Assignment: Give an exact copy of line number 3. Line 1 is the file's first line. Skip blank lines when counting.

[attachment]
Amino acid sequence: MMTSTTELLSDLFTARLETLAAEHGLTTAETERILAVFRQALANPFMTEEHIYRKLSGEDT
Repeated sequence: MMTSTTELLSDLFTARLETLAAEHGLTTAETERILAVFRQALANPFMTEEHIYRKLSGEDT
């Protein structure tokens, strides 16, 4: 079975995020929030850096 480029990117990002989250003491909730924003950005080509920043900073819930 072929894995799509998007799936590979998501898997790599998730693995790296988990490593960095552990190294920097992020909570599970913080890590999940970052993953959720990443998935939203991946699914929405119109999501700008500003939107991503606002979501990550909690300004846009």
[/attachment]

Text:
């Protein structure tokens, strides 16, 4: 079975995020929030850096 480029990117990002989250003491909730924003950005080509920043900073819930 072929894995799509998007799936590979998501898997790599998730693995790296988990490593960095552990190294920097992020909570599970913080890590999940970052993953959720990443998935939203991946699914929405119109999501700008500003939107991503606002979501990550909690300004846009």